or Connect
AppleInsider › Forums › Mobile › iPhone › iPhone trumps RAZR as most purchased US consumer handset
New Posts  All Forums:Forum Nav:

iPhone trumps RAZR as most purchased US consumer handset

post #1 of 26
Thread Starter 
Apple's iPhone 3G dethroned the top-ranked Motorola RAZR as the leading handset purchased by adult consumers in the U.S. during the third quarter of the year, according to market research firm NPD.

The shift puts an end to the RAZR's three-year run atop the market, with the Motorola handset falling to the second slot, followed by Research in Motion's Blackberry Curve, LG's Rumor, and LG's enV2, respectively.

"The displacement of the RAZR by the iPhone 3G represents a watershed shift in handset design from fashion to fashionable functionality," said Ross Rubin, director of industry analysis for NPD. "Four of the five best-selling handsets in the third quarter were optimized for messaging and other advanced Internet features."

Despite stronger consumer sales of iPhone, the mobile phone segment failed to see its normal seasonal jump following the close of the second quarter, with domestic handset sales to adult consumers declining 15 percent year over year in the third quarter to 32 million units. Similarly, consumer handset sales revenue fell 10 percent to $2.9 billion, even as the average selling price (ASP) rose 6 percent to $88.

Word of the iPhone's rising popularity amongst average consumers comes just weeks after Apple announced that it sold more handsets in the third quarter than rival Research in Motion, making it the second largest smartphone manufacturer in the world by volume. NPD says it does not track corporate or enterprise handset purchases.

When it comes to the specific features that motivated U.S. consumers to purchase last quarter, the firm said 43 percent of handset buyers cited the need for a camera and 36 percent noted the ability to send and receive text messages.

Still, phones with a physical QWERTY keyboard experienced the greatest year-over-year rise in sales, according to NPD. About 30 percent of handsets sold during the quarter had this feature, up from just 11 percent the year prior. In addition, 83 percent of phones purchased by consumers were Bluetooth enabled (versus 72 percent last year), and nearly seven in 10 (68 percent) of phones purchased were music enabled (versus 49 percent last year).

"A growing data divide continues in cellular handsets," Rubin said. "Those who see the value in wireless Internet access are justifying the investment, whereas voice-centric users have little incentive to upgrade, which is obviously detrimental to operators who seek to sell data plans and media access services to their subscribers."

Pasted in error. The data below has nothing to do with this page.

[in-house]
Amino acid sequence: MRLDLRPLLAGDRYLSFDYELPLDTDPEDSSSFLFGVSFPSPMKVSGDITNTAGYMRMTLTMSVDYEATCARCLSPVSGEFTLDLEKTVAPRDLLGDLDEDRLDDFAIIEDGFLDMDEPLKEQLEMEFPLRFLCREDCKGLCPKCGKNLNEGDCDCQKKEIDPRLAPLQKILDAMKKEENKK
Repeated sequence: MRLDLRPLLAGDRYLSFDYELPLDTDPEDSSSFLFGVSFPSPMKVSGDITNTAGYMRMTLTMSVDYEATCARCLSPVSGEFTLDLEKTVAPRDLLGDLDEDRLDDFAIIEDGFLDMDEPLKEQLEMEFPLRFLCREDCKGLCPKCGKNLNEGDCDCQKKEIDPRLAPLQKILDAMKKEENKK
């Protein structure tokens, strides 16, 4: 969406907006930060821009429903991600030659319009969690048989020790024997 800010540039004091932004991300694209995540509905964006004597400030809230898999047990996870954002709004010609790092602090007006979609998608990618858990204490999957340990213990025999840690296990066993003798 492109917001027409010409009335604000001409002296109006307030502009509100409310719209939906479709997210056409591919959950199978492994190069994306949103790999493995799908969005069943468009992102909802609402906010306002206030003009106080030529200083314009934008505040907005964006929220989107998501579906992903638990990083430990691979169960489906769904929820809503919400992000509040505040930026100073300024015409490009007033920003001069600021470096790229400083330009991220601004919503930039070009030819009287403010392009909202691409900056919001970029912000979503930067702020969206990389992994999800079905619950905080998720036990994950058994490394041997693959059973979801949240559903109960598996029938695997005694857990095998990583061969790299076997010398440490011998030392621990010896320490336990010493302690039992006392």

NPD says its reports on the matter are compiled based on an analysis of mobile device sales data based on more than 150,000 completed online consumer research surveys each month.
post #2 of 26
OMG!

Geez, watch the rise of Apple, the world's next biggest phone marketer.

You think Apple will take over the phone industry like it did the mobile media player industry?
post #3 of 26
Quote:
Originally Posted by AppleInsider View Post

"A growing data divide continues in cellular handsets," Rubin said. "Those who see the value in wireless Internet access are justifying the investment, whereas voice-centric users have little incentive to upgrade, which is obviously detrimental to operators who seek to sell data plans and media access services to their subscribers."

Oh, poor telecoms: should I weep for you?

I must say, I have yet to be convinced that I need the internet with me at all times. I'd rather have a new Macbook than a new iPhone. Good for Apple on both fronts, however...
post #4 of 26
Quote:
Originally Posted by PG4G View Post

OMG!

Geez, watch the rise of Apple, the world's next biggest phone marketer.

You think Apple will take over the phone industry like it did the mobile media player industry?

The article is misleading. "NPD says it does not track corporate or enterprise handset purchases". This is the majority of Blackberry sales.
post #5 of 26
Apple are not the 2nd largest by volume as stated in the article - in fact they have just 1 to 2% of the market by volume. Steve Jobs clearly stated they are 2nd by revenue because they sell such an expensive phone and their revenue is based on how much the carriers are willing to subsidise the iPhone to have it on their network. It has been claimed that Apple receive in the order of $600 per phone (Retail $699 without contract, or normally subsidy of from $325 to $399 from AT&T/network provider in country). Furthermore, do all other manufacturers count phones in the distribution channel? Apple stated they have around 2 million of the 6.5 million sales "in the channel". Furthermore, there was massive pent-up demand from the 2 months that Apple couldn't offer a phone for sale because they stopped selling the 2G. Let us see what the figures are next quarter before we really know just how big a player Apple has become. Personally, I can't wait for Microsoft's Ballmer to eat his words as Windows mobile falls into irrelevance.
post #6 of 26
Quote:
Originally Posted by greendave View Post

Personally, I can't wait for Microsoft's Ballmer to eat his words as Windows mobile falls into irrelevance.

What do you mean? Here I was under the impression this had already happened, other than the "Ballmer eating his words" part.
post #7 of 26
Quote:
Originally Posted by hittrj01 View Post